DOI: 10.1161/circ.148.suppl_1.17404 ISSN: 0009-7322

Abstract 17404: Heart Failure Hospitalization Readmissions and Mortality on Cardiology versus Non-Cardiology Services in a U.S. Hospital System

Racquel Hammonds, Austin Seals, Dalane W Kitzman, Olivia Gilbert
  • Physiology (medical)
  • Cardiology and Cardiovascular Medicine

Introduction: With the number of patients diagnosed with heart failure (HF) in the U.S. exceeding the number of cardiologists specialized to care for them, there is increasing reliance on non-cardiologists for treatment of acute decompensated heart failure (ADHF). Based on prior studies, there is concern that outcomes may be inferior under this circumstance.

Hypothesis: Patients admitted with ADHF have lower 30-day readmissions when admitted to cardiology versus non-cardiology services.

Methods: This was an observational, retrospective cohort study of 6885 patients with a primary diagnosis of ADHF based on ICD diagnosis-codes from 2015 to 2020. Data were retrieved from an EPIC-based registry with patients admitted to any of five network hospitals in a single health system. The registries were constructed through Clarity. Logistic regression adjusted for age, race, and gender was employed to distinguish differences in 30-day readmissions in those admitted with ADHF to cardiology vs. non-cardiology services.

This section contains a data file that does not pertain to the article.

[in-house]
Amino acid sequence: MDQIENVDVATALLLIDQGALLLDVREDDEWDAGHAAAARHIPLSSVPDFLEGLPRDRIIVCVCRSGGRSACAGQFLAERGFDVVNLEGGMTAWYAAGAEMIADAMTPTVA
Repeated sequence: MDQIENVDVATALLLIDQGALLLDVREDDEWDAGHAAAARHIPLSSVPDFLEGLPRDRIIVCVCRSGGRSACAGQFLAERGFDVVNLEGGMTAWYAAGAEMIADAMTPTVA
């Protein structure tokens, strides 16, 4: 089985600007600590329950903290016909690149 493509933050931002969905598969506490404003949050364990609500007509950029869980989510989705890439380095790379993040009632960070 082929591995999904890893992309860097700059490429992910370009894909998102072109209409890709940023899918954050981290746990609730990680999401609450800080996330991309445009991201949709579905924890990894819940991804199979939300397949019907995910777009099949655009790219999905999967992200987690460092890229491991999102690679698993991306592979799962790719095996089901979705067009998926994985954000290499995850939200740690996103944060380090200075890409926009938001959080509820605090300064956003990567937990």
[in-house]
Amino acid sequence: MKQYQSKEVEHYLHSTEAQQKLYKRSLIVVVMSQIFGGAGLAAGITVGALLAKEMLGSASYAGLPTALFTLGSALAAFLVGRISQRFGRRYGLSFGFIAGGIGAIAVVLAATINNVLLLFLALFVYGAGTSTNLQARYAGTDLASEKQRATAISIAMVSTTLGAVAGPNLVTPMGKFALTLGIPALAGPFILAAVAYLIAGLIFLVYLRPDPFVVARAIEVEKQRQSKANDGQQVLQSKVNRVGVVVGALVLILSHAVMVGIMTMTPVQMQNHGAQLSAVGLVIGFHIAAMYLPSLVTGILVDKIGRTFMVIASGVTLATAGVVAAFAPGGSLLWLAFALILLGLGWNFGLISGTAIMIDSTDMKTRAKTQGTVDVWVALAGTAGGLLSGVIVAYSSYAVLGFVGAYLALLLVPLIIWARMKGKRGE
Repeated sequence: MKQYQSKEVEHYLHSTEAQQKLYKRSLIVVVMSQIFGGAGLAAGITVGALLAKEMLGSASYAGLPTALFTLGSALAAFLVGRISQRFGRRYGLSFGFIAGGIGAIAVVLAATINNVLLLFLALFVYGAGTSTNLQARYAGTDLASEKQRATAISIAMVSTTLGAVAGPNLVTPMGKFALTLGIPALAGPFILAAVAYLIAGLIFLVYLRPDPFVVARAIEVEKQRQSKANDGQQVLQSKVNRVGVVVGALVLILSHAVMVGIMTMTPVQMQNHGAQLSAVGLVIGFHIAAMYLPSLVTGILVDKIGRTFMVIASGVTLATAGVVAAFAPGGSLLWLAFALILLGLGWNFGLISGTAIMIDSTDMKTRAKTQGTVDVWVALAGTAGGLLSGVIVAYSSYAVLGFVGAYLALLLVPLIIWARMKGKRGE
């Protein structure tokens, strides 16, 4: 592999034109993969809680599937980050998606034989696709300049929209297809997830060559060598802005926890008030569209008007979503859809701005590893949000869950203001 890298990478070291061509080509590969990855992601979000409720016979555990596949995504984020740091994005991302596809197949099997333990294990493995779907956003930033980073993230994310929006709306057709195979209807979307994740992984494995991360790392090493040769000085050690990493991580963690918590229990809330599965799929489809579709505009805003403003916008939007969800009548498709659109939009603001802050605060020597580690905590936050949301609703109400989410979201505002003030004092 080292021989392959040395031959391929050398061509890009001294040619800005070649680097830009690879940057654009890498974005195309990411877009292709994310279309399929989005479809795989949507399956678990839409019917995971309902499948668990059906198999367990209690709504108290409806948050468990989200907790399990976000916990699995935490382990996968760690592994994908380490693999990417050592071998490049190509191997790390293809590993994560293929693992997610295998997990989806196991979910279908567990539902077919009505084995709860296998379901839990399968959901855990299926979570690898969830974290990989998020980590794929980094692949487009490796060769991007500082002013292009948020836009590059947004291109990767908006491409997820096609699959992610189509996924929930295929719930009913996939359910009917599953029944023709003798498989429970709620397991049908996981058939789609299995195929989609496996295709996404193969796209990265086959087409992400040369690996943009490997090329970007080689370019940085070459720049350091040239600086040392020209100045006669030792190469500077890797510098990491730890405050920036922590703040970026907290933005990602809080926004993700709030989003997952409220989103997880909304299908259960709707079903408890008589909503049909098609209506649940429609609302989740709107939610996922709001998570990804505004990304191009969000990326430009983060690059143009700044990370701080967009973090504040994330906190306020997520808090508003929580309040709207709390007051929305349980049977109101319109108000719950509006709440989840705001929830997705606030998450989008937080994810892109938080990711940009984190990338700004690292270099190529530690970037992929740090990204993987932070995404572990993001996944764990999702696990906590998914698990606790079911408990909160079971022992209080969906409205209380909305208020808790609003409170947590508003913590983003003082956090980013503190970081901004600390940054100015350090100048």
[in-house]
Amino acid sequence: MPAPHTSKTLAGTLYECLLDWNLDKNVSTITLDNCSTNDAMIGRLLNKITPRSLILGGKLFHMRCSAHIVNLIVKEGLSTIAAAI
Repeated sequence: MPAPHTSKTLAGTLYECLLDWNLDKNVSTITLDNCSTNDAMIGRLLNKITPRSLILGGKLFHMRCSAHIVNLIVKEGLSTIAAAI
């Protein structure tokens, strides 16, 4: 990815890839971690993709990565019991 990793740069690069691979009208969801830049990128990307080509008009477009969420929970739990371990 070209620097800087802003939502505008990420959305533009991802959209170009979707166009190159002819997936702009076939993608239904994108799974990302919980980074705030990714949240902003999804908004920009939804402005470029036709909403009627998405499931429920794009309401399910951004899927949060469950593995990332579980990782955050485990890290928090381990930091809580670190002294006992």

Results: Of the 6885 patients, 14% were admitted to cardiology, and 86% under non-cardiology services. The total cohort’s mean age was 69 (±15). The majority were White (71%) and male (54%). There was a statistically significant difference in mean age between cardiology services (68 [±14]) and non-cardiology services (69 [±15]) (p= 0.013). Black patients represented 15% of patients on cardiology services and 28% on non-cardiology services (p <0.0001). There were more male patients on the cardiology services (64%) than the non-cardiology services (52%) (p <0.0001). Unadjusted 30-day readmissions were lower for those admitted to cardiology vs. non-cardiology services (odds ratio 0.82 [95%CI: 0.67, 0.99, p=0.041]). Adjusted 30-day readmissions for those admitted to cardiology vs non-cardiology services were also lower (odds ratio 0.79 [95%CI: 0.65, 0.97, p=0.022).

Conclusion: In this institutional electronic health record-based study, 30-day HF readmissions were found to be significantly lower in those admitted to cardiology vs. non-cardiology services. A future study to explore the variables contributing to these outcomes and to validate this data in a larger population is required.

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